Growing up in Rhode Island

Published 7:17 am Friday, March 13, 2009

Growing up in Rhode Island—the Ocean State—Sally Miller quite naturally developed a love for being near the water and enjoying all its benefits.

Now a resident of Bainbridge for a little over a year, Miller was born at a naval base hospital just outside Newport, R.I., where her father was stationed. Her father and mother met at a dance on that same naval base. He was from Pennsylvania, while her mother was a life-long Newport resident.

Sally lived in Rhode Island until age 10, then moved to Groton, Conn., as her father’s naval career demanded. But even then the family went back to Newport nearly every weekend to visit grandparents and her mother’s other relatives.

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Miller recently shared some of her childhood memories of living in Rhode Island from birth to age 10 when the family moved to Groton, Conn. But even then the family went back to Newport nearly every weekend to visit grandparents and other relatives of her mother.

Memories always involve being around the water, sailing and fishing with her father and grandfather, and going to the beach. She remembers the large Atlantic Ocean waves crashing on the shores, and describes them as much more powerful than those she experienced while living near the Gulf of Mexico.

Other memories include riding the beautifully painted wooden carousel horses on a huge merry-go-round at the beach. She said the carousel is gone now, but was a big attraction when she was a child.

After dinner on Sundays the family would go for drives to look at the huge mansions built by the industrial tycoons of the 1800s. Sally, like many young girls, dreamed of someday owning a house like that.

“I loved looking at the mansions. They were so incredible! We went through some that were open during certain times of the year.”

She also remembers the Kennedy family had a home there and the town experienced incredible mourning when President John F. Kennedy was shot.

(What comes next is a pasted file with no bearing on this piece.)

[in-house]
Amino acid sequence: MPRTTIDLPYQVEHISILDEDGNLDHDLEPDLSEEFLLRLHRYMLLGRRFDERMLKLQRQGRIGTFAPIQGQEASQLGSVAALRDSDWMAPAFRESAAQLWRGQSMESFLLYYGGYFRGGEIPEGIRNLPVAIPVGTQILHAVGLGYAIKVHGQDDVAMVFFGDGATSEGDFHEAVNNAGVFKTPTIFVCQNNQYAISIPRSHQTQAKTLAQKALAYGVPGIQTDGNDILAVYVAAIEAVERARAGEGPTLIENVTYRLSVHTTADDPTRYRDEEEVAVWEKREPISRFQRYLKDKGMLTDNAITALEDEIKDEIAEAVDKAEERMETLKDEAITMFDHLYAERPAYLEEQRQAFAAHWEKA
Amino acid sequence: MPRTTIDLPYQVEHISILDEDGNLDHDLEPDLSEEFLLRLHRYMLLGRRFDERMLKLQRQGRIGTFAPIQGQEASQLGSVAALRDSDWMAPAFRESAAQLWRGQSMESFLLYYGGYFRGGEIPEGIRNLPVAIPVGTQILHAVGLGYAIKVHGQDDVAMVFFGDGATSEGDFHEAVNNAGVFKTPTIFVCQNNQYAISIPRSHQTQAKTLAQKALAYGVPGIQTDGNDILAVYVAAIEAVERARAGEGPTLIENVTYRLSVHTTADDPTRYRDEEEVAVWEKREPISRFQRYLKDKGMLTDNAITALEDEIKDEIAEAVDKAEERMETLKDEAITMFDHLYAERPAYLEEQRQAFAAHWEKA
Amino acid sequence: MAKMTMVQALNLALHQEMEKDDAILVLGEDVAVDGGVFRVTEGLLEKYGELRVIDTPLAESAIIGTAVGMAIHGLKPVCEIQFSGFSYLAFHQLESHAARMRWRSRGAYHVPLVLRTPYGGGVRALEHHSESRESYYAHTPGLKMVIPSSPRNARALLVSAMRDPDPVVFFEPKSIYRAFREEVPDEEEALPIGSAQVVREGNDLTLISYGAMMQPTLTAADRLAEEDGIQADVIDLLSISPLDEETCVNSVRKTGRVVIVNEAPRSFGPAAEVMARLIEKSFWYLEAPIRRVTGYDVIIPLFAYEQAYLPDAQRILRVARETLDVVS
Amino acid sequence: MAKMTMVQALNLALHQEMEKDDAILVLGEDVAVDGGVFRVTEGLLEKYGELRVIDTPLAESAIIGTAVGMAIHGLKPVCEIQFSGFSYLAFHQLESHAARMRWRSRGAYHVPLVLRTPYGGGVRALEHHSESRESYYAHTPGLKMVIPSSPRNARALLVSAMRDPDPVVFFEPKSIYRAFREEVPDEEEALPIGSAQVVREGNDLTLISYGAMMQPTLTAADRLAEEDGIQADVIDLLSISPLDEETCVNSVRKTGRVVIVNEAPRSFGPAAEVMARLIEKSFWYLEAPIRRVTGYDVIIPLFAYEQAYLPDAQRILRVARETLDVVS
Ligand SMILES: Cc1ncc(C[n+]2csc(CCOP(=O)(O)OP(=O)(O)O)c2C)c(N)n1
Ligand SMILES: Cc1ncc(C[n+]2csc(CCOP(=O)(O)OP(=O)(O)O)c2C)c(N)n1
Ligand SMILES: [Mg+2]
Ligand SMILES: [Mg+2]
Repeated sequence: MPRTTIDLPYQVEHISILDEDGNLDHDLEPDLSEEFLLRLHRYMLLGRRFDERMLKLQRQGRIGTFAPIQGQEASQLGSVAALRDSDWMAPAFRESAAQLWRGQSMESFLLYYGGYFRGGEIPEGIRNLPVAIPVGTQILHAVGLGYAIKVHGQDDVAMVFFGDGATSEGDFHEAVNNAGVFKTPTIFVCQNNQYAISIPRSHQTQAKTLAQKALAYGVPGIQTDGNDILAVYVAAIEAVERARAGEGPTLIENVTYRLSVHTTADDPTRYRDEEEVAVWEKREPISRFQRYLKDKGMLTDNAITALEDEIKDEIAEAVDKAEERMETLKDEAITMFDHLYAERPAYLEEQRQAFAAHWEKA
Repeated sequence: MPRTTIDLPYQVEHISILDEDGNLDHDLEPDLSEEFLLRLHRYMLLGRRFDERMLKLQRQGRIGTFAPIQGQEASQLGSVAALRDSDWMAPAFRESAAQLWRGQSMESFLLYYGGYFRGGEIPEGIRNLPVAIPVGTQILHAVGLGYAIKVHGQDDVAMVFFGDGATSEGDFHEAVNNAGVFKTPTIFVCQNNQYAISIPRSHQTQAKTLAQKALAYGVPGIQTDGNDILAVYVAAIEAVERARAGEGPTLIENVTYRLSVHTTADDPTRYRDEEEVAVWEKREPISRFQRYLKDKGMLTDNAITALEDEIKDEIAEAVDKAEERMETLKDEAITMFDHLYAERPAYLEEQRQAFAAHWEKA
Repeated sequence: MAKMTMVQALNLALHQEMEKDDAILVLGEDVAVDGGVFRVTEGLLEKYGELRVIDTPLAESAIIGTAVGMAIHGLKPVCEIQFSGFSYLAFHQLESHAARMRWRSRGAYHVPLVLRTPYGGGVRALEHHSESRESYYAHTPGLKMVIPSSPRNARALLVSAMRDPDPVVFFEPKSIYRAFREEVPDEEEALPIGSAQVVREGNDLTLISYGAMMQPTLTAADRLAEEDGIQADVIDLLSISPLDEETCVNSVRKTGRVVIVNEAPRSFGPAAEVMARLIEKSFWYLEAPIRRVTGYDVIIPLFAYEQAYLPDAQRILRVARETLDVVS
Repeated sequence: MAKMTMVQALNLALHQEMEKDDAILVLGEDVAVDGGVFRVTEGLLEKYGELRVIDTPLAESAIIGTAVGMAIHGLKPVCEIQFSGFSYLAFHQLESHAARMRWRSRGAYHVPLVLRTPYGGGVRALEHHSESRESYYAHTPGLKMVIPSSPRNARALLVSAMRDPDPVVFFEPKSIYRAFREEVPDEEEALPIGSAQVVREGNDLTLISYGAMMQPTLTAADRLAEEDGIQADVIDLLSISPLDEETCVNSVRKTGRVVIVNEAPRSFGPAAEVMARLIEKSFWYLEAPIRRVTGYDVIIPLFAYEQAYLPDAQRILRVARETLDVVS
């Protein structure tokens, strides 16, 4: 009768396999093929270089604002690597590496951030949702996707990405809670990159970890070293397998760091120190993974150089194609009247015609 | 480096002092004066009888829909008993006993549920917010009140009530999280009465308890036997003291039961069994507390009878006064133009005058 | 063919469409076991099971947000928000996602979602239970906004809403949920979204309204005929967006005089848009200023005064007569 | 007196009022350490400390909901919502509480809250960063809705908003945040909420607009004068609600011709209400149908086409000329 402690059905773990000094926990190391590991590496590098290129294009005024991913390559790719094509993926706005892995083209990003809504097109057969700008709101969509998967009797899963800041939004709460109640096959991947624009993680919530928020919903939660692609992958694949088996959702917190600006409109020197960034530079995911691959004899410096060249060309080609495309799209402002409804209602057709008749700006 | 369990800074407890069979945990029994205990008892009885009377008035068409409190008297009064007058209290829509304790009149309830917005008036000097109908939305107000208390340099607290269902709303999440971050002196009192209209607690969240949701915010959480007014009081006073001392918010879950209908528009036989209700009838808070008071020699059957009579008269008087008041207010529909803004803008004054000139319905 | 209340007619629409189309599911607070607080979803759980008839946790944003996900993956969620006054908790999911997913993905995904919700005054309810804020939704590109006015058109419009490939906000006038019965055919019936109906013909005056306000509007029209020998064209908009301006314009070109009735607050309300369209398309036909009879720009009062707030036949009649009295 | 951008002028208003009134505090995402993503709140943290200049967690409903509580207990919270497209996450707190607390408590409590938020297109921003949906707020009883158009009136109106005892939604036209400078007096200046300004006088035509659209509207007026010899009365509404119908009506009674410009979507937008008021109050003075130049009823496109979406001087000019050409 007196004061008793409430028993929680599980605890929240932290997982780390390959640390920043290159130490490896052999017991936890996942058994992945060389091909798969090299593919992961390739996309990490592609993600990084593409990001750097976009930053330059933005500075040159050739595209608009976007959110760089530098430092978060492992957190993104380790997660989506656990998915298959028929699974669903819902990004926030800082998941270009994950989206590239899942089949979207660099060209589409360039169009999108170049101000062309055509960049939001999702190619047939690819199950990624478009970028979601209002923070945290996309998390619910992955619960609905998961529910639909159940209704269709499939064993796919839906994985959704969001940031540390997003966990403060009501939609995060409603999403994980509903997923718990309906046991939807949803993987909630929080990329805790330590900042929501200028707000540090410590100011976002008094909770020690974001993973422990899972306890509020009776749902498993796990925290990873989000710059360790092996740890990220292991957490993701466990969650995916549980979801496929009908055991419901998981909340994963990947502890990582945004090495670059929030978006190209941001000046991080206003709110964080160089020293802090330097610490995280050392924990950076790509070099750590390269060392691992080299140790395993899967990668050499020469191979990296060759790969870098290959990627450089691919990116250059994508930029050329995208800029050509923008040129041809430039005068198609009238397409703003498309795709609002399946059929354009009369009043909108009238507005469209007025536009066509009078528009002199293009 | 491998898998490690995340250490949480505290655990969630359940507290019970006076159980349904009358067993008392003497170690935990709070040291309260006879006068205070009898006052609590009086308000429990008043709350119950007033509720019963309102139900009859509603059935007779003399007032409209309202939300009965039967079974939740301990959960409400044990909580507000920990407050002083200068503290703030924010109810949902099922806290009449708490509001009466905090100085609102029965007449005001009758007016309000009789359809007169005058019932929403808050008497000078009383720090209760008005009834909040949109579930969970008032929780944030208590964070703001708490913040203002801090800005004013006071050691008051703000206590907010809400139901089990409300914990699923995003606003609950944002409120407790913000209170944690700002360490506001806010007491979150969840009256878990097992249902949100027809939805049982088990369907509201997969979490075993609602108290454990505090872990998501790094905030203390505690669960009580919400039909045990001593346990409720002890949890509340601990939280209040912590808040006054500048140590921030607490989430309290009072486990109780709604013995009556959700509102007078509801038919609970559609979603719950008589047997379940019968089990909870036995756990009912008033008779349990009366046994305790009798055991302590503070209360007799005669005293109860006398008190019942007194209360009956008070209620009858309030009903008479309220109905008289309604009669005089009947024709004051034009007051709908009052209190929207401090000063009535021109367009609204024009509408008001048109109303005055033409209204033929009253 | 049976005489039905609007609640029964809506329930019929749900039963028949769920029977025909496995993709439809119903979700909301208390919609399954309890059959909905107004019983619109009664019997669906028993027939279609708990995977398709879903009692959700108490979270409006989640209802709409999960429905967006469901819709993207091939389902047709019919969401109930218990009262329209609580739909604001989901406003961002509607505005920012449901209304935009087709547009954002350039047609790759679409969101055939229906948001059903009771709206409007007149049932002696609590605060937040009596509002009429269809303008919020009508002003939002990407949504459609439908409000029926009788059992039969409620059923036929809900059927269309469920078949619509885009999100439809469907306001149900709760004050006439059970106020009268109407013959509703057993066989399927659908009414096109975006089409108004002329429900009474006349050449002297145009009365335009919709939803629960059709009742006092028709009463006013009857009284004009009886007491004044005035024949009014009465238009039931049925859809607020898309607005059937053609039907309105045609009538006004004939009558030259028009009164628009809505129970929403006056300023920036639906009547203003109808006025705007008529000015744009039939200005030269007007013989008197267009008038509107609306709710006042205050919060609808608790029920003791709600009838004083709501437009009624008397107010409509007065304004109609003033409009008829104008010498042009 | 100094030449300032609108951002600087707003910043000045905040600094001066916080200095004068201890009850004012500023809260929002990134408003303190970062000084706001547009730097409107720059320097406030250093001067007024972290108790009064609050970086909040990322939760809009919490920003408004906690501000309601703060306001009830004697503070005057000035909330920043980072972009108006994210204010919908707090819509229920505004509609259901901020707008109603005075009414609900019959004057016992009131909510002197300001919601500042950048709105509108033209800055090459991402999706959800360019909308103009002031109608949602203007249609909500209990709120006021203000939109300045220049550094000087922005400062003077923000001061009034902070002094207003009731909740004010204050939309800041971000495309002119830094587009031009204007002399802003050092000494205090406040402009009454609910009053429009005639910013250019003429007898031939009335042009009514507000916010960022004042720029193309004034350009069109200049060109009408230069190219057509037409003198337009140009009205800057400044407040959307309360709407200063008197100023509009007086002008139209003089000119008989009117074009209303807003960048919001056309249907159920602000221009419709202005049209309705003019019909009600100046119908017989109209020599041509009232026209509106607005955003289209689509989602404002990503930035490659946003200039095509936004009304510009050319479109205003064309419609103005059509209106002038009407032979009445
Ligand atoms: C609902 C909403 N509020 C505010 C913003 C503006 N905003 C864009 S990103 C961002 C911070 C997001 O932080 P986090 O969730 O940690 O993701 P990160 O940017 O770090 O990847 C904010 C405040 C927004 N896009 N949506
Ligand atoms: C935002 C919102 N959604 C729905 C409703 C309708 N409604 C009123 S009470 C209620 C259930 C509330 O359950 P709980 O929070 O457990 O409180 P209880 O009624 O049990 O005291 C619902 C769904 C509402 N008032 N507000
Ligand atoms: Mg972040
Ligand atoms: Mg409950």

“I vividly remember how overwhelmed people were that it had happened,” explained Miller.

Although Newport enjoyed an influx of wealthy summer inhabitants, Miller remembers very little real poverty in a community that had lots of year-round working class residents, many employed in the big fishing industry.

“The winters are harsh and summer is short up there, so during the nice months the people make the most of it,” said Miller.

She describes many outdoor festivals, none of the least of which was the Newport Jazz Festival. Her parents took her to that event for many years, and at an early age she was exposed to the leading jazz musicians.

“I love jazz to this day,” continues Miller, who has seen such notable artists as Count Basie and Miles Davis, just to name a couple. The Kingston Trio was a group her parents especially loved.

Lover of seafood

Seafood is another love for Miller, who grew up experiencing clam bakes on the beach and eating the fish caught off the Atlantic coast. She remembers attending The Rhode Island Clam Chowder Festival, where more than 3,000 gallons of clam chowder were served in little cups to attendees.

Miller is a big fan of clams, and has recipes for clam chowder and clam fritters. She explains that the clams we see around here are only the strips, but that real clam lovers go for the clams with bellies—described by her as a real delicacy.

Miller and her husband went back to Newport in 1995 for the first time since she was 16 and she discovered the Newport harbor area has been smartly developed into a tourist attraction offering antique shops, cafes and boutiques.

Another Newport attraction loved by Miller is the Cliff Walk, a dedicated national recreation trail that follows 3.5 miles along the rocky coast line. It offers hikers a beautiful view of the ocean and of some nearby mansions.

The Rhode Island quarter has a replica of the Clayborn Pell Bridge built to connect Jamestown, Conn., to Newport. Miller recalls before the bridge was built there was a ferry boat that ran between the two cities. She still has a token used as fare for riding the ferry. The other image on the quarter is of a sailboat modeled after The Alliance, winner of the Americas Cup in 1903, explained Miller.

She said “If I won the lottery I would buy a house in Newport and live there in the summer to enjoy the seafood and music, but I hate snow and winter. That is why I live in South Georgia.”

Miller moved here about a year ago from the Tampa Bay area, where she also lived on the water and belonged to a sailing club. She is a certified veterinary technician employed part-time at the Bainbridge-Decatur County Humane Society and operates a pet-sitting business called Cat’s Pajamas.

Sally Miller is looking forward to her native Rhode Island being the featured state at Artsfest this year so she can share her ocean-side memories, clam recipes and her love of music, Rhode Island style.